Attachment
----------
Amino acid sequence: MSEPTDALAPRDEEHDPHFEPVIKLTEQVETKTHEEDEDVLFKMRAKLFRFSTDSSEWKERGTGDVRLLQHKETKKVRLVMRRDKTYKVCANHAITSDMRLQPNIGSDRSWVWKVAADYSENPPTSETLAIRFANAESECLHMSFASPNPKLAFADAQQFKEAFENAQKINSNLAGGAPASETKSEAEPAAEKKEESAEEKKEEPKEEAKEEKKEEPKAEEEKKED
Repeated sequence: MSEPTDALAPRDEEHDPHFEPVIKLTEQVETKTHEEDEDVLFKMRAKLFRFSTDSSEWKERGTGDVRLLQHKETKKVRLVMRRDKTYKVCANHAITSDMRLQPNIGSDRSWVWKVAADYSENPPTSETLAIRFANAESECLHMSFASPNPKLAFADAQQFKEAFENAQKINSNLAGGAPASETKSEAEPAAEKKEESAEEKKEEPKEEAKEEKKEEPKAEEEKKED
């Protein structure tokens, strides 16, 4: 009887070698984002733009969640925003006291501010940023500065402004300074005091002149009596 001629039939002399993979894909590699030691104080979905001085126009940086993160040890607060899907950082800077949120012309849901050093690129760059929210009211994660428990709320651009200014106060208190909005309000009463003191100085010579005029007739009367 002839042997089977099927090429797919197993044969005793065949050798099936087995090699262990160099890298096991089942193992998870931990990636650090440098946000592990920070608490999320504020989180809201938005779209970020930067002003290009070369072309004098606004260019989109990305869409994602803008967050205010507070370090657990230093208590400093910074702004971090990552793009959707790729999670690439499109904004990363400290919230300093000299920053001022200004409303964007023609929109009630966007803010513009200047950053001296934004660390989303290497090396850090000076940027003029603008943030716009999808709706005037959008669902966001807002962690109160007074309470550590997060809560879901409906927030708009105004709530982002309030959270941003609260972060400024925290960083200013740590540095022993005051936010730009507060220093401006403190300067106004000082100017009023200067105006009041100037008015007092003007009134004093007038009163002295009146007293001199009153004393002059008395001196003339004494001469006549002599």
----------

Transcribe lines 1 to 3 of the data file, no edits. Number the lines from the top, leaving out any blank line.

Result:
Amino acid sequence: MSEPTDALAPRDEEHDPHFEPVIKLTEQVETKTHEEDEDVLFKMRAKLFRFSTDSSEWKERGTGDVRLLQHKETKKVRLVMRRDKTYKVCANHAITSDMRLQPNIGSDRSWVWKVAADYSENPPTSETLAIRFANAESECLHMSFASPNPKLAFADAQQFKEAFENAQKINSNLAGGAPASETKSEAEPAAEKKEESAEEKKEEPKEEAKEEKKEEPKAEEEKKED
Repeated sequence: MSEPTDALAPRDEEHDPHFEPVIKLTEQVETKTHEEDEDVLFKMRAKLFRFSTDSSEWKERGTGDVRLLQHKETKKVRLVMRRDKTYKVCANHAITSDMRLQPNIGSDRSWVWKVAADYSENPPTSETLAIRFANAESECLHMSFASPNPKLAFADAQQFKEAFENAQKINSNLAGGAPASETKSEAEPAAEKKEESAEEKKEEPKEEAKEEKKEEPKAEEEKKED
């Protein structure tokens, strides 16, 4: 009887070698984002733009969640925003006291501010940023500065402004300074005091002149009596 001629039939002399993979894909590699030691104080979905001085126009940086993160040890607060899907950082800077949120012309849901050093690129760059929210009211994660428990709320651009200014106060208190909005309000009463003191100085010579005029007739009367 002839042997089977099927090429797919197993044969005793065949050798099936087995090699262990160099890298096991089942193992998870931990990636650090440098946000592990920070608490999320504020989180809201938005779209970020930067002003290009070369072309004098606004260019989109990305869409994602803008967050205010507070370090657990230093208590400093910074702004971090990552793009959707790729999670690439499109904004990363400290919230300093000299920053001022200004409303964007023609929109009630966007803010513009200047950053001296934004660390989303290497090396850090000076940027003029603008943030716009999808709706005037959008669902966001807002962690109160007074309470550590997060809560879901409906927030708009105004709530982002309030959270941003609260972060400024925290960083200013740590540095022993005051936010730009507060220093401006403190300067106004000082100017009023200067105006009041100037008015007092003007009134004093007038009163002295009146007293001199009153004393002059008395001196003339004494001469006549002599």